Monday, January 29, 2018

Meekness: It's not what you think it means.

It's been a while since my last post. It's been a very fruitful couple of months. I'll have to share another time.

It's often stressful and life draining to live out our faith in the marketplace. It will challenge our faith, integrity, and character. It will be wear us down spiritually, physically, and mentally. But, I also draw closer to God and depend on God more in those situations. Importantly, I grow in wisdom and character. I was reflecting on Matthew 5:5 this afternoon. I hope it encourages the Christ Followers in the marketplace.

“Blessed are the meek, for they shall inherit the earth." (Matthew 5:5)

Meekness {Gk: praeis} is not about weakness. Our translations and modern understanding of the word often misses the breath of the word. Praeis often is taken to be understood as gentle and being nice to others. Maybe fluffy? Christ followers live this out by become a doormat for others to trample on, passive, showing unwillingness to challenge the situation before them, and often in the form of escape and retreat. Rather praeis refers to "exercising God's strength under His control – i.e. demonstrating power without undue harshness." More, to demonstrate "gentleness (reserve) and strength." (see

To be meek is to know how and when to use a sword but to keep the sword in the sheath. That is the posture of meekness and it is the posture that we are to enter the workplace each day---to be on the front lines for God.  It didn't say it was easy; often times it's frustrating and fearful.  But if God put me here, and I am to remain in my calling (1 Cor 7:20), am I not to serve those around me as if I am serving the LORD himself (Col 3: 23-24)?  

More, to "inherit the earth" is to obtain possession from our Father for we are His children. We are to ground our identity in knowing and being God's children. Therefore, to be meek and to be a child of God is to have power and authority, and responsibility to act as regents of the Kingdom in the world.

Be Strong and Courageous, Christ is in you. God is with you in the workplace. Be bold.

Thursday, November 9, 2017

Where Jesus Died: George MacLeod

Many churches today struggle to reach out to the next generation.  In order to stay relevant post-enlightenment, the church has retreated from the fields of science, business, and arts and focused on developing the spiritual lives of believers.  While spirituality is important for the life of a person, the result has also caused the church to be further disengaged with the critical issues that affect our neighborhoods.  Platonic thought continues to permeate the church–somehow believing in Jesus became a first class ticket to Heaven. Really? More, one of the repercussions is for Christians to escape from the world and further live dualistic lives where we prize the sacred and denigrate the secular.  We are no longer living holistic lives when we do that.  This is a misunderstanding of the biblical narrative specifically God redemptive purpose in the world today and into the future. God desires to redeem and reconcile all of creation to himself and invites us to participate in that redemptive purpose.  This means, as God's redeemed people, we are to take both our faith and work seriously.  We are also to live incarnationally as the God-man Jesus did, 2000 years ago on earth. I would contend that to live disintegrated lives of faith and work is a failure to live out our God ordained purpose for us as his image-bearers who were created reflect His image into the world and back to Him.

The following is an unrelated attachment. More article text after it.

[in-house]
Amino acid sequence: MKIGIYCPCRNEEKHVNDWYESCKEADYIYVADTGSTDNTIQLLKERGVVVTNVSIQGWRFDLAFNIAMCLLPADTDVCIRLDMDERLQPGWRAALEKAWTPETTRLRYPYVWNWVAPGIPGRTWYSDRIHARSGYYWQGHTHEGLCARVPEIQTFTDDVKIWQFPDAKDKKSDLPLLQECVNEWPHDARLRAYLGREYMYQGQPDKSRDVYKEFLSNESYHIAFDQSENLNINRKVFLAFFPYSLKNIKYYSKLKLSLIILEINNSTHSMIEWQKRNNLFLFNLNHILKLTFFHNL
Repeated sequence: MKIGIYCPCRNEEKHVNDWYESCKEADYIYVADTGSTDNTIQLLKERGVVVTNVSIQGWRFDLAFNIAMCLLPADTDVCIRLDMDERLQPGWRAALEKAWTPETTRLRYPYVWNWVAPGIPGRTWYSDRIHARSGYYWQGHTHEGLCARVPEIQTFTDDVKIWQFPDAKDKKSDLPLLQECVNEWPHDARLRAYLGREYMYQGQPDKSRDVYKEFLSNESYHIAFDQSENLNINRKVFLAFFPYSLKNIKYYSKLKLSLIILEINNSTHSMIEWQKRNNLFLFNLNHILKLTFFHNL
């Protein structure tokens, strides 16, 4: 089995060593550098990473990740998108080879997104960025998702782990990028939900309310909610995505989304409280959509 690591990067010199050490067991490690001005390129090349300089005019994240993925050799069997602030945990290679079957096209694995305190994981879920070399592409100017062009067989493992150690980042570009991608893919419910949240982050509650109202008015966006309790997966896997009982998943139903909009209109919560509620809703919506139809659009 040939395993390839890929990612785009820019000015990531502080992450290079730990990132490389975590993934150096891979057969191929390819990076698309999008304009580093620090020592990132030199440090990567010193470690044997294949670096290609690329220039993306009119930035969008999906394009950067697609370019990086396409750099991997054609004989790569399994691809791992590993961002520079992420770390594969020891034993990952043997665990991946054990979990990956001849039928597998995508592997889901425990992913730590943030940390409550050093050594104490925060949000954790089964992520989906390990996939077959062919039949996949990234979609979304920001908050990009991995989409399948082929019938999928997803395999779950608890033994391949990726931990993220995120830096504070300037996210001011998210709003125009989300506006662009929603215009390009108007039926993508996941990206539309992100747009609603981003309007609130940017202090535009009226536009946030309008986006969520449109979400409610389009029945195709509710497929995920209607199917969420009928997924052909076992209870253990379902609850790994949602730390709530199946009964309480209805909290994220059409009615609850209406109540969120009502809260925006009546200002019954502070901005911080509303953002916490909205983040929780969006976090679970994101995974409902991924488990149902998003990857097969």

George MacLeod reminds us of the importance of living out an integrated life where spirituality meets the marketplace. 

George MacLeod on Where Jesus Died

Only One Way Left (The Iona Community: 1956), p. 38. Jan 01 . 1970
The cross must be raised again at the center of the marketplace as well as on the steeple of the church. I am claiming that Jesus was not crucified in a cathedral between two candles, but on a cross between two thieves; on the town garbage heap, at a crossroads so cosmopolitan they had to write His title in Hebrew, Latin, and Greek. At the kind of place where cynics talk smut, and thieves curse,and soldiers gamble, because that is where He died and that is what he died about and that is where churchmen ought to be and what churchmen should be about.